Frederick Fung

From Wikipedia, the free encyclopedia
Jump to: navigation, search
The Honourable
Frederick Fung Kin-kee
Frederick Fung Kin Kee.jpg
Member of the Legislative Council
Assumed office
1 October 2012
Preceded by New constituency
Constituency District Council (Second)
In office
1 October 2000 – 30 September 2012
Preceded by New seat
Succeeded by Claudia Mo
Constituency Kowloon West
In office
21 December 1996 – 30 June 1998
(Provisional Legislative Council)
In office
9 October 1991 – 30 June 1997
Preceded by New constituency
Succeeded by Replaced by Provisional Legislative Council
Constituency Kowloon West
Chairman of the Association for Democracy and People's Livelihood
In office
Preceded by Ding Lik-kiu
Succeeded by Bruce Liu
Personal details
Born (1953-03-17) 17 March 1953 (age 63)
Political party Association for Democracy and People's Livelihood
Spouse(s) Chan Man-chi
Alma mater Bradford University (BA)
Occupation Legislative Councillor
Religion Christianity
Frederick Fung
Traditional Chinese 馮檢基
Simplified Chinese 冯检基

Frederick Fung Kin-kee, SBS, JP (born 17 March 1953) is member of the Legislative Council of Hong Kong. He is also former chairman of the pro-democracy Hong Kong Association for Democracy and People's Livelihood (ADPL).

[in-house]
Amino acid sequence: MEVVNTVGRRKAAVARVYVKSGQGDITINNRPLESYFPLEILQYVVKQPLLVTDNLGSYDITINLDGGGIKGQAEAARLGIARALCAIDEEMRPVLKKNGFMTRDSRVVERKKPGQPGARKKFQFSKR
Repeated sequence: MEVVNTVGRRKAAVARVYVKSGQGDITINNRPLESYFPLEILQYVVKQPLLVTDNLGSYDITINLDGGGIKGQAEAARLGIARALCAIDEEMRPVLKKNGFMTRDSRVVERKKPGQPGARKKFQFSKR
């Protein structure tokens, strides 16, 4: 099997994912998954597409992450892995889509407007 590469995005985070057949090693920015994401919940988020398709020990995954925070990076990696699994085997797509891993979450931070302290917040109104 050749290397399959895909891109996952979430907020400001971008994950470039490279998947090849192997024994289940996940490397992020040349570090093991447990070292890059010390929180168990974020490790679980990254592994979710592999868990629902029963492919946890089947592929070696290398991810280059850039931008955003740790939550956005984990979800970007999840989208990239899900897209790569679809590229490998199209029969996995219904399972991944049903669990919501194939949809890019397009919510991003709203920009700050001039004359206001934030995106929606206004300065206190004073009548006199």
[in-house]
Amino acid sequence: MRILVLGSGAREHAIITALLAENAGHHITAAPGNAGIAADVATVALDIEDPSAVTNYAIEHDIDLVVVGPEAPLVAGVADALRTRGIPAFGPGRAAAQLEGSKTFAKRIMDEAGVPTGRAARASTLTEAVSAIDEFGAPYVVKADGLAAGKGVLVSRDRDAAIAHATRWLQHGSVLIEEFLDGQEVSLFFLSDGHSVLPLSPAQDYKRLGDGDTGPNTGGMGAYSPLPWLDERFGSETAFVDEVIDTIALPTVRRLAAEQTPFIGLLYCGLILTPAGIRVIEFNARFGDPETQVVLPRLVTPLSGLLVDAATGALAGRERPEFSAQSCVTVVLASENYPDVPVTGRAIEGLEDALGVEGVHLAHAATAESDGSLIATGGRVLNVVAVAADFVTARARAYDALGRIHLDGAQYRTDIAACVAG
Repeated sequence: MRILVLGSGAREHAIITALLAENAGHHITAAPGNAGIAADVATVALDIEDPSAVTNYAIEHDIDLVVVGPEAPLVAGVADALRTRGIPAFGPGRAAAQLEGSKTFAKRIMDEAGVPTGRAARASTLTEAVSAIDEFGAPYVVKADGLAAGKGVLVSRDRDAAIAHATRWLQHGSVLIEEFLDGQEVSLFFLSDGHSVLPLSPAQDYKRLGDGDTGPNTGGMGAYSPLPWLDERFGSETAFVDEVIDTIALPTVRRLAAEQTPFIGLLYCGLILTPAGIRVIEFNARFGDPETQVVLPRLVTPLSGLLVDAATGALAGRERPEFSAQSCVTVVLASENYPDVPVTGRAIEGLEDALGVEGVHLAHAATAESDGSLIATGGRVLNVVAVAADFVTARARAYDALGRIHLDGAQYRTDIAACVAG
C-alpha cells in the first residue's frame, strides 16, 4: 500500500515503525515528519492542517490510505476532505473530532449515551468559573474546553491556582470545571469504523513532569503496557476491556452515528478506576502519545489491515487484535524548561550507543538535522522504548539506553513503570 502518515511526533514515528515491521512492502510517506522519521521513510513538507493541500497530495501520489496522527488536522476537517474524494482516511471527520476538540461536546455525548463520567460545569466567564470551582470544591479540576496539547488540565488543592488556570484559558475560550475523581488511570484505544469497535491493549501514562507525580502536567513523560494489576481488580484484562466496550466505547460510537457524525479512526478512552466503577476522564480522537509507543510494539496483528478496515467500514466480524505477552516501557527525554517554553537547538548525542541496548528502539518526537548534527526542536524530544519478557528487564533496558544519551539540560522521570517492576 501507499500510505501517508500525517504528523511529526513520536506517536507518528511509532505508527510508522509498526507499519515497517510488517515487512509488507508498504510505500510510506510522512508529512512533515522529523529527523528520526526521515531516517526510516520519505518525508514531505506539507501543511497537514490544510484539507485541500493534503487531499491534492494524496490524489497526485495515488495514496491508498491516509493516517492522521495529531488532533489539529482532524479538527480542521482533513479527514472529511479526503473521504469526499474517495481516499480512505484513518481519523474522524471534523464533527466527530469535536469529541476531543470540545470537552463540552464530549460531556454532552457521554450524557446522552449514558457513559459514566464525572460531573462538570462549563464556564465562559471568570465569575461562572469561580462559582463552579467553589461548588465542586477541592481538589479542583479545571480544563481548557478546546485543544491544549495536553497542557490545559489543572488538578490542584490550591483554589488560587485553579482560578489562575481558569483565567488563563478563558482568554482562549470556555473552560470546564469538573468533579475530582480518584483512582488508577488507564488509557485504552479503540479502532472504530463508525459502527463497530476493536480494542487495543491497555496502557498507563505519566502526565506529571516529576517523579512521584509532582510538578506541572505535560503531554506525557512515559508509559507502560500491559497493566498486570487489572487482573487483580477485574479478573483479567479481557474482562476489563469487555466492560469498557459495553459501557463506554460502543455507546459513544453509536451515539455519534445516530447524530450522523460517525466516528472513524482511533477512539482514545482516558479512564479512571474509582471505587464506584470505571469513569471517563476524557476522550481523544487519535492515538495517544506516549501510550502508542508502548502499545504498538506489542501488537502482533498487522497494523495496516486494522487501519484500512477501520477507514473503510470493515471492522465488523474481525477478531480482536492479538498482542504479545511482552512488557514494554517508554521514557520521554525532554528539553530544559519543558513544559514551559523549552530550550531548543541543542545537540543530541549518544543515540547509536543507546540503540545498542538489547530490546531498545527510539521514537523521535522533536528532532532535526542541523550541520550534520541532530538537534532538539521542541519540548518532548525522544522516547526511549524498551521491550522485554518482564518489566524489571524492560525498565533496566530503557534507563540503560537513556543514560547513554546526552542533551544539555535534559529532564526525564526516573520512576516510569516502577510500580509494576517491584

Education and early political career[edit]

Fung was born in Hong Kong in 1953 with the family root of Dongguan. He entered the University of Hong Kong in 1974 but was ousted a year after because he spent too much time organising social movements and failed his exams. He then joined the pressure group Society for Community Organisation. He went to the United Kingdom in 1979 and obtained his undergraduate Bachelor of Arts degree in Social Policy and Public Administration at the University of Bradford in 1982.[1]

After he returned to Hong Kong, he ran in the 1983 Urban Council election, the first free direct election for the municipal election. At the time he was the chairman of the Hong Kong People's Council on Public Housing Policy (PCPHP). In 1986, he co-founded the Hong Kong Association for Democracy and People's Livelihood (ADPL) as vice chairman. The ADPL became one of the three major pro-democracy political groups in the 1980s.

Colonial Legislative Council[edit]